Thursday 30 April 2015

In the Yard: Autumn Colours Revealed

I'd been feeling badly wishing I  had prettier things to show you and then I spied this.  The little band of birds under the feeder this morning and they were actually prettier than this photo shows.  It is my usual mix of visitors.
Murphy is groaning at my feet, a protestation.  She wants my toes to stay still while she rests her head across them.  Hubby says she is the most vocal dog he has owned; her groans, moans and harrumphs can be heard each time she moves night and day.  I say she is our diva because she makes herself conspicuous where ever she is in the house.  Rex, on the other hand, is the quiet, silent type (unless he spots a squirrel) and we usually have to call his name to know where he is.  He loves to lie in front of the front door.  The full length clear glass gives him a view of the entire front lawn, even lying down.  There he keeps a close eye on things.

Lots of grapevines trailing along the top of the fencing on the back yard dog enclosure.  I liked how it naturally formed this

an almost perfect circle.  I usually gather enough to make a few wreaths each year.  They keep really well in the greenhouse.  How dull and drab the colours of nature are this time of year.  Make no wonder my eye got drawn to this on the ground.

What stunning colours of lichen on these rocks!
 They tell a tale about autumn and the beautiful shades the first freeze up and snow caught them in.  

Wednesday 29 April 2015

A Day in The Greenhouse

A day in the greenhouse
First a little tidying....

I always grow my annual flowers from seeds and sometimes have a little luck with a few new perennials.  This year I have set cosmos, sunflowers, marigolds, morning glories, coneflowers and pinks.  I haven't had a chance to look for anything more exotic.  The perennials that are plentiful around the property are poppies, English daisies, lavender, tulips, daffodils, peonies, sweet william,  day lilies, Chinese lanterns, sedum, forget me nots, clematis and a number of ornamental grasses.  There is usually no problem to have a bouquet for the house as soon as the blooming begins and I love it.  I have struggled to grow lupins which abound at home and last year I finally had three plants survive and grow well.  I'm anxious to see if they made it through the winter.

Here is this year's crop-to-be lined off by the big greenhouse window.  This is the second year in a row that winter has lingered and the growing is off to a late start. It can get quite hot in the greenhouse now there are double digits temperatures most days. I had to open the window and use the screen to get a breeze through so I could work without melting. I had the radio with me and listened to Stuart McLean's Vinyl Cafe as I worked.

It took about two hours to get this lot all planted.  Just hate the seeds that come in an extra small inside packet; they are usually minute and hard to see and handle. A good watering for it all and I was done for the day.
I will have to water every day because of how warm and dry it is. But I love to see the plants start to sprout; that's when the fun begins.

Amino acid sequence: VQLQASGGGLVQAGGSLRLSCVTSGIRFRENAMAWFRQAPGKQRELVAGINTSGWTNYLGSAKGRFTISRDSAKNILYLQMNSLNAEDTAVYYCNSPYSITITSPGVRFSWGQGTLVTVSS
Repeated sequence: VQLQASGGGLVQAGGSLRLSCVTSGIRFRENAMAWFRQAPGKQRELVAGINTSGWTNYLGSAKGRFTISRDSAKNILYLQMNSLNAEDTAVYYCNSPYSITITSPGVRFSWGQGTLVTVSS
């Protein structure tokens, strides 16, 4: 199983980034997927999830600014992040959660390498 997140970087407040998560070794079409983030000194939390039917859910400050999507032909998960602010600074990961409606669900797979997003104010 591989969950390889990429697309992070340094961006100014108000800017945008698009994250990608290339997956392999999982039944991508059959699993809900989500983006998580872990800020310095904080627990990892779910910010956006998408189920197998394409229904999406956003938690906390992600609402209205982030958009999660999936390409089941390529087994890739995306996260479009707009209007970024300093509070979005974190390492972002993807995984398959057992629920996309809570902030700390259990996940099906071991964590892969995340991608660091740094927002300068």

Can you remember when this craft was as popular as scrapbooking is today.  Dating yourself to acknowledge how many of your friends were into macrame, but I know many of mine were.

I have found three lilac trees on the property- white, mauve and violet flowers.  These trees are many decades old and still bloom each spring.  What a hardy and wonderful perennial the lilac tree is.  Make no wonder just about every farm house around here has a lilac tree beside it.
 Here is a bouquet from last year's bloom on the violet and mauve trees.  Smells so nice and a shame they don't last long at all. It will be the first to flower though and I'm so looking forward to that.

Last Year's Lilac Bouquet

Tuesday 28 April 2015

Recycled Treasures and the American Quilt Block

I ducked into the local thrift shop with the idea in my head, what little treasure will I find today?  I always start with the books and I could hardly believe what was right there on the shelf facing me.

I had recently written a post about this most beautiful and meaningful quilt  FOUND  Here and mentioned there is a book available and here was that book!  Rather serendipitous don't you think?  I had owned this book a few years back but had lost it.

It was priced at $3.99 and the deal there is if you buy four books, the fifth is free.  I don't collect books anymore but I did find a few more needlework books that I knew I could use so indulged myself.  When I got home I opened to the flyleaf and discovered it had been signed by Esther Bryan herself, the artist who began the whole journey of creating this quilt.

That was fun to find.

I can now show you the block for the United States of America.

The design chosen carefully by Hope Brans and Carol Campbell combines two traditional forms of hand work, the patchwork quilt and embroidered sampler.  Prominent is the phrase E pluribus unum  meaning "From many, one"  a reference to the many immigrants who through the decades have flocked to the U.S. and have made it their home. There is a lot of symbolism in this particular block; it makes for very interesting reading.
The layers of symbolism and meaning in all these blocks made me think.  I'm intrigued by just how meaningful our needleworked efforts can be.  I picture us the stitchers being a part of a long line of needleworkers down through the centuries using the materials at hand and taking inspiration from our surroundings to create with needle and thread.
 What a wonderful connection!